The strange trial of the good looking pope

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By Tim Rohr

 

By the time you read this we will probably have a new pope. I haven’t been paying much attention to the pre-conclave conversations, not even the twitters from tweeting cardinals. It’s not that I don’t care; it’s just that the magnitude of the event reduces anything that can be said about it to the mere political chatter.

It’s the sort of thing (I think) that calls for much fear and trembling. And, of course there is much to tremble about. While we can be assured that Pope Benedict’s resignation was divinely motivated, we can also be sure that Benedict was quite aware that “something wicked this way comes,” and that he knew he could best engage the beast, not from the Chair of Peter, but from the contemplative confines of a cloister.

We pray his successor will be up to the task. But he may not be. Fortunately for us, during recent centuries, our church has been guided by mostly good and holy men who were also able leaders. However, in the long history of the church, several successors to the Holy See were less than able men who sometimes served more as a test to Christ’s promise that “the gates of hell will not prevail” than they did as Holy Fathers.

In the wake of “the butler did it” fiasco and the continuing saga of clergy sex abuse, Benedict’s sudden resignation has left some of us feeling unstable and even a bit fearful. However, in this moment of uncertainty we would do well to recall how our church has fared through far more unstable and frightening times.

One such time was what has been called the “iron age of the papacy,” the period between 872 and 965, when the papacy had fallen into the possession of powerful Roman families. As historian Matthew Bunson records in “The Pope’s Encyclopedia”: the papacy, having “fallen into the snakepit of Italian politics … became a ticket to local dominance for which men were prepared to rape, murder, and steal.”

During this 94 year period, there were no less than 24 popes – and during one nine-year stretch (896-904) there were nine popes. Bunson records that during this period, seven of the 24 popes were assassinated or died under suspicious circumstances: John VIII was bludgeoned to death by his own entourage; Stephen VI strangled; Leo V murdered by his successor Sergius III; John X suffocated; Stephen VIII horribly mutilated – having had his eyes gouged out and ears, nose, and hands cut off – died of his injuries; Hadrian III poisoned; and John XII beaten to death.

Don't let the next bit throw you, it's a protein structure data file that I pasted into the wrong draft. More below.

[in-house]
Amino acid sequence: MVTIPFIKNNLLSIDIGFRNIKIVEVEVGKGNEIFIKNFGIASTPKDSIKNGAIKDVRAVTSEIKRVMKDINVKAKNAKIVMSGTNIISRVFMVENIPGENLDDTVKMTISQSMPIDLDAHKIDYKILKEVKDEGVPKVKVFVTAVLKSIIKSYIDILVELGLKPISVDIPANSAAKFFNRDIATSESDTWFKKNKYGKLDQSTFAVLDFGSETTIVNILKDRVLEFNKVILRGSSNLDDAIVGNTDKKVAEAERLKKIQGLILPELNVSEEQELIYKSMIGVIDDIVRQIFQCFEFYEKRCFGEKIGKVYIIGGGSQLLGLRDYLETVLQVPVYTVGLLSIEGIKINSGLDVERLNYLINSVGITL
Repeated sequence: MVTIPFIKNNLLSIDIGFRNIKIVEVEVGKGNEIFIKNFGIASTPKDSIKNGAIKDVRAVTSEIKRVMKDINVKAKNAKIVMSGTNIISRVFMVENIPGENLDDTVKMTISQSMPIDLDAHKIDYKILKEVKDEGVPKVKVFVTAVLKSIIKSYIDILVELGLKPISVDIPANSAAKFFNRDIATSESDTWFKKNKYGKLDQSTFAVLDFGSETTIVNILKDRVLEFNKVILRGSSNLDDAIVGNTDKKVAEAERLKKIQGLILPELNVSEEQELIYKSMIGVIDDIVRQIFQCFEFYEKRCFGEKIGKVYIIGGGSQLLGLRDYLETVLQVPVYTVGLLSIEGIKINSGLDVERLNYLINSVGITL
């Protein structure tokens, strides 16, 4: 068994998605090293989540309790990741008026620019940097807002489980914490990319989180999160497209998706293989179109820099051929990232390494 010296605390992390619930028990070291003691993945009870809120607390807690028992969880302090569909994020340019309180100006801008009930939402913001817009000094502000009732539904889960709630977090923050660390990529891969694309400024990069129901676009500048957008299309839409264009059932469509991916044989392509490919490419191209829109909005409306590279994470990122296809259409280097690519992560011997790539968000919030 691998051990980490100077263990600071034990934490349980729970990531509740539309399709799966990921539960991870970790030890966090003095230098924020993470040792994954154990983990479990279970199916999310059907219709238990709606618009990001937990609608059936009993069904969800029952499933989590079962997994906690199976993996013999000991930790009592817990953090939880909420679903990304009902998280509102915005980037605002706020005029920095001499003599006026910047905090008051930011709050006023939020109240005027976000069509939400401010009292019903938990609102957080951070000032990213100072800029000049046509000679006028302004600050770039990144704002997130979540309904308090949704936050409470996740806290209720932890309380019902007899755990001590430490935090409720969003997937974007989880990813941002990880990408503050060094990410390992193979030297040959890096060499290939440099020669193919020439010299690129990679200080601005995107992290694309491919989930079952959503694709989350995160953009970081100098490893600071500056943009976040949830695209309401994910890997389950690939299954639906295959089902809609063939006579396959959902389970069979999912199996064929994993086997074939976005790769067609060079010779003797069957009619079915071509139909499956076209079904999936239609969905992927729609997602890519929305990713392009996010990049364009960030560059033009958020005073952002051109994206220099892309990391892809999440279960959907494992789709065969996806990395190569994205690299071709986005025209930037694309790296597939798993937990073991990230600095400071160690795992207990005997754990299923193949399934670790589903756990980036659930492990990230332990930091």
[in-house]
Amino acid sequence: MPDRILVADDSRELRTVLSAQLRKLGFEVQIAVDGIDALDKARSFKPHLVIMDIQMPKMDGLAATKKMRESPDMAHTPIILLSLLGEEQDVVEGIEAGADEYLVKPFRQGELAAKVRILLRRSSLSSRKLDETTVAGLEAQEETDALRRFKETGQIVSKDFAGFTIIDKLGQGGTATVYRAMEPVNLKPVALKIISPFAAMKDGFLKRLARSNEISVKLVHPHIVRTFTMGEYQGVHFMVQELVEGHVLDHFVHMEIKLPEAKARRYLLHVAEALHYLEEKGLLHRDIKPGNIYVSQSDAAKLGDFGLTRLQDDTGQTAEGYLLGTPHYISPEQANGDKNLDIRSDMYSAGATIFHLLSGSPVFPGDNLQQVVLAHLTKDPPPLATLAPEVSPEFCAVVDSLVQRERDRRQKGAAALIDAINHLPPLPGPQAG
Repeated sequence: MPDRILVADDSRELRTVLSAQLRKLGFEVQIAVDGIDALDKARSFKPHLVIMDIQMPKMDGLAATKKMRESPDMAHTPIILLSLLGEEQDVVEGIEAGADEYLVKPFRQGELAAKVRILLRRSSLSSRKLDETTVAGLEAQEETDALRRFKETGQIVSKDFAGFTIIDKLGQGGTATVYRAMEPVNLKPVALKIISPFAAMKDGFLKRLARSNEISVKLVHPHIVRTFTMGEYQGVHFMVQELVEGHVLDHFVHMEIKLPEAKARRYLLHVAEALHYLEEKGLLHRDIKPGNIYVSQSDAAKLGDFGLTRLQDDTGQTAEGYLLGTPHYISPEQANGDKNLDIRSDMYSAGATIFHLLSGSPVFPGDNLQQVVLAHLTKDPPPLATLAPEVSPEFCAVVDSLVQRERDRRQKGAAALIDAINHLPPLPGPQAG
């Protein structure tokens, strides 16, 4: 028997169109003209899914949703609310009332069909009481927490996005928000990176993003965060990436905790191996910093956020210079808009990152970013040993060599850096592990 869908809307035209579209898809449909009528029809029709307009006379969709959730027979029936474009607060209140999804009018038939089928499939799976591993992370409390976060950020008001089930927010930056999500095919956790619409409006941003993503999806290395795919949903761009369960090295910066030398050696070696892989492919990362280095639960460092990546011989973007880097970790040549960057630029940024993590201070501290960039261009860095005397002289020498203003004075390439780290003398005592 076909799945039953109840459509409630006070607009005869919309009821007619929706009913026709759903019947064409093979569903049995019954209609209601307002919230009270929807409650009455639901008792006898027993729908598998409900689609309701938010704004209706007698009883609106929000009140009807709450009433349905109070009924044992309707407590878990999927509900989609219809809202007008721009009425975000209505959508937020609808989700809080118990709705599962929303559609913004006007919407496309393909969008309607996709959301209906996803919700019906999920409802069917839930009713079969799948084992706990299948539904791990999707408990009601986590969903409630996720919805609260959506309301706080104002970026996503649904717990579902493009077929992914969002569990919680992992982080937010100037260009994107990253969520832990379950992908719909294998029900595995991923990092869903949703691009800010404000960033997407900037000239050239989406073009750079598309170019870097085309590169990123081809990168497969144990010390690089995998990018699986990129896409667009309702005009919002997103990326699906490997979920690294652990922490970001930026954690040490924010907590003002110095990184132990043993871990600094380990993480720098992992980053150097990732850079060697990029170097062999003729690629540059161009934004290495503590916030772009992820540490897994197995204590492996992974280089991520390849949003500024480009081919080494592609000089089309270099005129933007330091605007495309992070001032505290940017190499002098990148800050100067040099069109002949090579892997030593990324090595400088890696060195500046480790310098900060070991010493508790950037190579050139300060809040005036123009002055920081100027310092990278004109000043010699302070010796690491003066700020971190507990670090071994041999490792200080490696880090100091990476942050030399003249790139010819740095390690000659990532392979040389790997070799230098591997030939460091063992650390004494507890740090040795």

In his book “Triumph,” author Harry Crocker calls the period “the medieval equivalent of a Mafia gang war between powerful families contesting for the throne.” But the uncontested low point of this low point for the papacy was the macabre trial of a dead pope by another pope known as the Cadaver Synod or, in Latin, as the “synod horrenda.”

In 897, Pope Stephen VI (or VII – the accounts vary) had the body of his immediate predecessor, Pope Formosus, who had been dead for seven months, disinterred, robed in pontifical vestments, propped up on the papal throne, and tried for perjury, coveting the papacy, and violating church canons when he was elected pope.

Stephen allegedly acted as judge, jury and chief prosecutor, and during the trial “screamed and raved and hurled insults at the rotting corpse.” Finding Pope Formosus guilty on all counts, the hysterical Stephen ordered the dead pope’s three fingers on his right hand cut off, the corpse stripped of its vestments and thrown into a common grave.

But that wasn’t the end of it. Formosus was again dug up by Stephen’s allies and his corpse thrown into the Tiber where it later washed ashore and was discovered by a monk. Formosus, whose name means “good looking,” had been a popular pope, and once it was discovered what Stephen had done, the people mobbed the papal palace and imprisoned Stephen where he was later strangled.

But we’re still not done. Two succeeding popes, Theodore II, whose reign only lasted 20 days, and John IX, both held synods nullifying the cadaver synod, and ordered Formosus’ body to be reinterred with papal dignity.

However, two popes later, Sergius III, who had ordered the murder of his predecessor John X, and who also hated Formosus, reversed the decisions of Theodore II and John IX, re-condemned Formosus, and had a laudatory epitaph inscribed onto the tomb of the mad pope, Stephen.

Apparently Sergius never got around to disinterring Formosus’ body a third time since his name is found in St. Peter’s Basilica on an engraved list of popes who are buried there. It’s just a guess, but I’m betting our new pope’s name will not be Formosus II.

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Tim Rohr leads a Catholic Study Group which meets Monday evenings, 6 p.m., at the Cathedral Gift Shop. He can be found online at www.themassneverends.com and “friended” at facebook.com/timrohr.guam His opinions are his own and do not necessarily reflect the opinions of the staff and management of the U Matuna Si Yu’os.